The 2013 report shows that of the 210,000 study visas granted, 62,500 were given to Chinese, where the next biggest national group was the USA on 14,000, then India, Nigeria, Malaysia and HongKong (not within China on this count). 15% of those given student visas in 2007 were still here in 2013; this is a marked drop from 23% in the 2004 cohort.

Looking at family migration (especially non-EU migrants joining those already here) 2013 had 33,700 against 40,900 in 2012, the fall being mostly partners. A typical figure for long-term immigration of non-EU people is 40,000. The long-term trend is downwards. Of these the national distribution is Pakistan (12%), India (10%), United States  (6%), Nepal (5%) and Philippines (4%).

Settlement has gone up 34% to 60,000, mostly [84%] spouses.

Visitor visas for 2013 were just under two million, 14% up on 2012. Much of the increase was accounted for by higher numbers issued to Chinese (+39%), Russian (+21%), Kuwaiti (+42%), Indian (+6%) and Saudi Arabian (+20%) nationals.

URLs used:





http://migrationobservatory.ox.ac.uk/briefings/impact-migration-uk-population-growth  ‘The Oxford Study’





Of the 111.1 million journeys to the UK in 2013, 88% were Brits, EU nationals and EEA/Swiss nationals. 138,000 Brits left and 79,000 returned. In 2014’s figures, 209,000 other EU nationals came in and only 78,000 left. Here are the 2014 figures:


   UK 2014         All Citizenships          British              Non-British            EU                  Non-EU              Migration figures for UK, 2014

Immigration            641,000                   83,000              558,000              268,000              290,000              net gain 318,000

Emigration              323,000                139,000              184,000                 91,000                94,000              2013 figure 202,000

Net Migration         318,000                 -56,000              374,000               178,000              197,000             

Here’s an excellent diagram from the ONS where the link takes you to a good overview of how migration affects the population.

1    ONS, May 2015.

Net long-term migration to the UK (immigration less emigration) was estimated to be 318,000 in the calendar year 2014. This was just below the previous peak (320,000 in the year ending (YE) June 2005) and a statistically significant increase from 209,000 in 2013..• 641,000 people immigrated to the UK in 2014, a statistically significant increase from 526,000 in 2013. There were statistically significant increases for immigration of EU (non-British) citizens (up 67,000 to 268,000) and non-EU citizens (up 42,000 to 290,000). Immigration of British citizens increased by 7,000 to 83,000, but this was not statistically significant.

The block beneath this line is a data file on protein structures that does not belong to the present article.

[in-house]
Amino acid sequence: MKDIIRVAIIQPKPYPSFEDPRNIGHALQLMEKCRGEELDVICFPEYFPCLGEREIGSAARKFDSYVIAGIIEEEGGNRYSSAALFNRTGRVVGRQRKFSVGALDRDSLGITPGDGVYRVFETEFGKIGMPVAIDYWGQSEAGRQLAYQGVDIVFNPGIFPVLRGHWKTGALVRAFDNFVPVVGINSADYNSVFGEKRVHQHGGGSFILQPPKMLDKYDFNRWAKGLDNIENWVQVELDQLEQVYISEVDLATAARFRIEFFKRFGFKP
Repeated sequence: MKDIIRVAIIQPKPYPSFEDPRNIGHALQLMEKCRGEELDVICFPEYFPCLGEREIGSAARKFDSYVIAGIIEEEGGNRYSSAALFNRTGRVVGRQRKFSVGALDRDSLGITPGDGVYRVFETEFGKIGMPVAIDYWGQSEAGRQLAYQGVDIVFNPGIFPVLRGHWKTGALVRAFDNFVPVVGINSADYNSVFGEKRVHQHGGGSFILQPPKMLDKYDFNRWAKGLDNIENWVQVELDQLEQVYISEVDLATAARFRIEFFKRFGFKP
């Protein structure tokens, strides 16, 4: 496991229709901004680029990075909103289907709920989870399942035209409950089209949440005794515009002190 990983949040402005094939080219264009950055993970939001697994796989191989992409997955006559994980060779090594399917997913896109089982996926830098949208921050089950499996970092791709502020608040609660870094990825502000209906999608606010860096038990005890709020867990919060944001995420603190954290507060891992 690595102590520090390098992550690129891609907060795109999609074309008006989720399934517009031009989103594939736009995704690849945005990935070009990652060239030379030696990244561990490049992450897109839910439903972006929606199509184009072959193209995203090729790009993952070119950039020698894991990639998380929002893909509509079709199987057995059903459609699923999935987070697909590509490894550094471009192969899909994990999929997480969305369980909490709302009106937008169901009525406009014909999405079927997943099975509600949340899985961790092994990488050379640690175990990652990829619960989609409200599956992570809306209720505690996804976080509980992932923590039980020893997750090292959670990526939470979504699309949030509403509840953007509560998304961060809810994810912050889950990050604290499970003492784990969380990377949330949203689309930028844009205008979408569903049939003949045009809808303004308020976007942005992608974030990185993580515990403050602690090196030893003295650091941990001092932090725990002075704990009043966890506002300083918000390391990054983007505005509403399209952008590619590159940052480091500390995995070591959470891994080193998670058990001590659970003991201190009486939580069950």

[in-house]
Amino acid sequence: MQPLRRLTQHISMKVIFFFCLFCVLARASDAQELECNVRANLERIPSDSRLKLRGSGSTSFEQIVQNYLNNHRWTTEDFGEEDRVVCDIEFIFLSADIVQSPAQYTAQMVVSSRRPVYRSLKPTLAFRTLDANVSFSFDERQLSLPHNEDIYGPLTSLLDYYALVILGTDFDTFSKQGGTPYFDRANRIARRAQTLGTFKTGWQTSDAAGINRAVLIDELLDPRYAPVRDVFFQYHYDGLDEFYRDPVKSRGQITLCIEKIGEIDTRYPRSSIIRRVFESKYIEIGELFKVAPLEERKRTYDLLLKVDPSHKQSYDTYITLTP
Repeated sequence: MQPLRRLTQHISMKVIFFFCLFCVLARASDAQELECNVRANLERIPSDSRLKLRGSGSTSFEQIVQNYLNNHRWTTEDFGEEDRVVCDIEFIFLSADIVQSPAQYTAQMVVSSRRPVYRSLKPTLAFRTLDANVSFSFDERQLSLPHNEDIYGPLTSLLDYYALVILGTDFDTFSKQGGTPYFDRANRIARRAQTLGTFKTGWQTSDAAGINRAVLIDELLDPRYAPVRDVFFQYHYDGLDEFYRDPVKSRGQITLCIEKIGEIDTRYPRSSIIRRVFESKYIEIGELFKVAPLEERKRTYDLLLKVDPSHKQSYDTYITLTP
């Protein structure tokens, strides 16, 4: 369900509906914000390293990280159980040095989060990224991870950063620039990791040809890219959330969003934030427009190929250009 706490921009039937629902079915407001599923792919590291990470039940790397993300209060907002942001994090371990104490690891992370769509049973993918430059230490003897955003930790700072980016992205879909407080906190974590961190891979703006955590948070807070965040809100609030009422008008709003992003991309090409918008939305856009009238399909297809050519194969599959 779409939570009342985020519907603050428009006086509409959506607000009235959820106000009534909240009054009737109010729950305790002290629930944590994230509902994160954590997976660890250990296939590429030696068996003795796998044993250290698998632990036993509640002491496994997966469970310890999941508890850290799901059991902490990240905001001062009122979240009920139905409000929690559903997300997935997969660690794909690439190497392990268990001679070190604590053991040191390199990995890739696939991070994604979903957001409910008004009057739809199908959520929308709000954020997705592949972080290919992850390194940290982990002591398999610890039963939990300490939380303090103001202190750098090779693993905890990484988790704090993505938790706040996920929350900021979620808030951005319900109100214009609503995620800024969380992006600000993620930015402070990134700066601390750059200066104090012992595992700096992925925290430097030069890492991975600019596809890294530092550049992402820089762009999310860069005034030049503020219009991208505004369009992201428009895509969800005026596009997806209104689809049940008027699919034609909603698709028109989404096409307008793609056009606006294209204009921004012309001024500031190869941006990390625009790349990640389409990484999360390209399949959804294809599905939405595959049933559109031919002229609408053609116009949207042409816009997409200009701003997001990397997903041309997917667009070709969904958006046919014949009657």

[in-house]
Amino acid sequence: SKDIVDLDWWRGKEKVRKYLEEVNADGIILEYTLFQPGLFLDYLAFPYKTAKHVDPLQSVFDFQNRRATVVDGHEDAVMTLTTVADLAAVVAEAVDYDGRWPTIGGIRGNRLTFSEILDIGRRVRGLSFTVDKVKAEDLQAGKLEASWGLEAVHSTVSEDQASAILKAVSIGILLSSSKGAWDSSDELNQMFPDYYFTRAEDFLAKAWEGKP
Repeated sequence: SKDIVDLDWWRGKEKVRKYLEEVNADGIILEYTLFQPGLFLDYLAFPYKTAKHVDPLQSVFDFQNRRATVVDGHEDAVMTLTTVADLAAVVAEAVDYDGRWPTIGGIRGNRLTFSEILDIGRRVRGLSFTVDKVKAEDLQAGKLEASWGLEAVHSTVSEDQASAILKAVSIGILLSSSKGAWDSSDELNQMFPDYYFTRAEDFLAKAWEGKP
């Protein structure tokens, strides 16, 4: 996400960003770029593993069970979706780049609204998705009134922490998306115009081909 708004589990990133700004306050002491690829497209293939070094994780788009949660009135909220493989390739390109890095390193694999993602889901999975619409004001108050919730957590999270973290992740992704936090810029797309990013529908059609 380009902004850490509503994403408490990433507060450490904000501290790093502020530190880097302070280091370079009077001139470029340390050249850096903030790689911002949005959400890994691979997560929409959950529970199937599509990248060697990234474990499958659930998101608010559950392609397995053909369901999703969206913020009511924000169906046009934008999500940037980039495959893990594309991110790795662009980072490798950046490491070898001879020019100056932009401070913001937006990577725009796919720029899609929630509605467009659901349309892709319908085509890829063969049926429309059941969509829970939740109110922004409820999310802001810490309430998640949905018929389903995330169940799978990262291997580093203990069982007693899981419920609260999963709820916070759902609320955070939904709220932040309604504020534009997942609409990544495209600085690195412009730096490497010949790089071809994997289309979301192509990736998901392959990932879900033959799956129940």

.• An estimated 323,000 people emigrated from the UK in 2014. Overall emigration levels have been relatively stable since 2010.

.•284,000 people immigrated for work in 2014, a statistically significant increase of 70,000 compared with 2013, continuing the rise since the middle of 2012. There were statistically significant increases compared with the previous year for both EU (non-British) non-EU citizens, whereas the increase for British citizens was not statistically significant.

.• Latest employment statistics show estimated employment of EU nationals (excluding British) living in the UK was 283,000 higher in January to March 2015 compared with a year earlier and non-EU nationals in employment increased by 11,000. Over the same period, British nationals in employment also increased (by 279,000).

.• In 2014, work-related visas granted (main applicants) rose 11,007 (or 10%) to 119,883, including a 6,842 (15%) increase for skilled work.

.• National Insurance number (NINo) registrations to adult overseas nationals increased by 221,000 (37%) to 824,000 in the YE March 2015, when compared with the previous year.

.• Immigration for study increased from 177,000 to 193,000 in 2014, but this change was not statistically significant. Over the same period visa applications to study at a UK university (main applicants) rose by 0.3% to 168,562.

.• The number of immigrants arriving to accompany or join others showed a statistically significant increase, from 71,000 to 91,000 in 2014.

.• 46,000 Romanian and Bulgarian (EU2) citizens immigrated to the UK in 2014, a statistically significant increase from 23,000 in the previous 12 months. Of these, 35,000 were coming for work, a statistically significant increase of 19,000 compared with 2013. The latest estimates reflect the first full year since EU2 working restrictions ended on 1 January 2014.

•There were 25,020 asylum applications (main applicants) in the YE March 2015, an increase of 5% compared with the previous 12 months (23,803). The number of applications remains low relative to the peak number of applications in 2002 (84,132). The largest number of applications for asylum came from nationals of Eritrea (3,552), followed by Pakistan (2,421) and Syria (2,222).

2    ONS uses the terms EUnn, (e.g. EU15] to categorise EU member states. This relates to the sliding scale of rights as nations join the Union.